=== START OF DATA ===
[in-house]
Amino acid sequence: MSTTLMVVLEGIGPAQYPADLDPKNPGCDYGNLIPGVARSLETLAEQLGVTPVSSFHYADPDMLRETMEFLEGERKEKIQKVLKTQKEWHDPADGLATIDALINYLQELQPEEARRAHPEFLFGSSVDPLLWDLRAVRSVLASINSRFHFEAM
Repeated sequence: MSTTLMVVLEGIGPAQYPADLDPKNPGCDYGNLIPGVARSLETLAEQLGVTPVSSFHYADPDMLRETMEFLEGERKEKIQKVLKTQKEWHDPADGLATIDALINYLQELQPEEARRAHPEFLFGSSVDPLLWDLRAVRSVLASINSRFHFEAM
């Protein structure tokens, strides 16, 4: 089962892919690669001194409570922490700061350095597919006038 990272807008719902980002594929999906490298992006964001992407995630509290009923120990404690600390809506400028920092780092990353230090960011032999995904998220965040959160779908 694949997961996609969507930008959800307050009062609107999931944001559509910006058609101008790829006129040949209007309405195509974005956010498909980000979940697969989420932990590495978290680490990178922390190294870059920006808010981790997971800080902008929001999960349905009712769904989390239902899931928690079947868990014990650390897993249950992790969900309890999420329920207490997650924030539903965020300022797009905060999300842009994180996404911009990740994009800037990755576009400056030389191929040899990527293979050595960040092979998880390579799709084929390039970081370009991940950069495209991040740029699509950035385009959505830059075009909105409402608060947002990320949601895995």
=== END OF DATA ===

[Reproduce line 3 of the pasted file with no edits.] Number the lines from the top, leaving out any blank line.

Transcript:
Repeated sequence: MSTTLMVVLEGIGPAQYPADLDPKNPGCDYGNLIPGVARSLETLAEQLGVTPVSSFHYADPDMLRETMEFLEGERKEKIQKVLKTQKEWHDPADGLATIDALINYLQELQPEEARRAHPEFLFGSSVDPLLWDLRAVRSVLASINSRFHFEAM